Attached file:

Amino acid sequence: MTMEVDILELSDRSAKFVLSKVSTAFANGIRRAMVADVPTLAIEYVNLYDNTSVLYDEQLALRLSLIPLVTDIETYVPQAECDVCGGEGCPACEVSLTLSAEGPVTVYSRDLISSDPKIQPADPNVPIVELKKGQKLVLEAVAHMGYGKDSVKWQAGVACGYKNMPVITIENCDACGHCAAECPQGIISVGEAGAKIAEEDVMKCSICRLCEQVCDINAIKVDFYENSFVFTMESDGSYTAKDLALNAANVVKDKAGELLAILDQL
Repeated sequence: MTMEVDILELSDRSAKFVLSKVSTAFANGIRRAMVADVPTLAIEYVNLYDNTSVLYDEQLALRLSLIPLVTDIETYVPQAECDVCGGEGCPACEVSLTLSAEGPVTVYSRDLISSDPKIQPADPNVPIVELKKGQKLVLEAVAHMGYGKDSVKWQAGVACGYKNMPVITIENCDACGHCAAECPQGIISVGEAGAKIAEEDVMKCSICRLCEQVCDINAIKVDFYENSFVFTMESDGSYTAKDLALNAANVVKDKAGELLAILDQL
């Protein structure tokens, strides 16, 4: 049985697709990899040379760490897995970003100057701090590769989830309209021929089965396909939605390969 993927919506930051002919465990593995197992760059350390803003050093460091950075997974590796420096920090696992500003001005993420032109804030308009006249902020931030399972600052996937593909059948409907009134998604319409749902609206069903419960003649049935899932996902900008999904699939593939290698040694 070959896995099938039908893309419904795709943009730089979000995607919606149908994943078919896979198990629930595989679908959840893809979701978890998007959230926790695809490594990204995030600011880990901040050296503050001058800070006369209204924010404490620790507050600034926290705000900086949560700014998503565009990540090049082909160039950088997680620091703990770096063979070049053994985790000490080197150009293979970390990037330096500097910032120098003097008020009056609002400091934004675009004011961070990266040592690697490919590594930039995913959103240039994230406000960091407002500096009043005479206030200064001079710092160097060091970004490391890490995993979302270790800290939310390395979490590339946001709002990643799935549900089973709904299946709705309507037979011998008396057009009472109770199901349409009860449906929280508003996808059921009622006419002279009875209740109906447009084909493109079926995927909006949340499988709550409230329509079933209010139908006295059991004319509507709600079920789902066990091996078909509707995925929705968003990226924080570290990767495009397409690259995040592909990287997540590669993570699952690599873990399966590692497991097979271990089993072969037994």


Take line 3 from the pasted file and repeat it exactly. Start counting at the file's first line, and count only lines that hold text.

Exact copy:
């Protein structure tokens, strides 16, 4: 049985697709990899040379760490897995970003100057701090590769989830309209021929089965396909939605390969 993927919506930051002919465990593995197992760059350390803003050093460091950075997974590796420096920090696992500003001005993420032109804030308009006249902020931030399972600052996937593909059948409907009134998604319409749902609206069903419960003649049935899932996902900008999904699939593939290698040694 070959896995099938039908893309419904795709943009730089979000995607919606149908994943078919896979198990629930595989679908959840893809979701978890998007959230926790695809490594990204995030600011880990901040050296503050001058800070006369209204924010404490620790507050600034926290705000900086949560700014998503565009990540090049082909160039950088997680620091703990770096063979070049053994985790000490080197150009293979970390990037330096500097910032120098003097008020009056609002400091934004675009004011961070990266040592690697490919590594930039995913959103240039994230406000960091407002500096009043005479206030200064001079710092160097060091970004490391890490995993979302270790800290939310390395979490590339946001709002990643799935549900089973709904299946709705309507037979011998008396057009009472109770199901349409009860449906929280508003996808059921009622006419002279009875209740109906447009084909493109079926995927909006949340499988709550409230329509079933209010139908006295059991004319509507709600079920789902066990091996078909509707995925929705968003990226924080570290990767495009397409690259995040592909990287997540590669993570699952690599873990399966590692497991097979271990089993072969037994």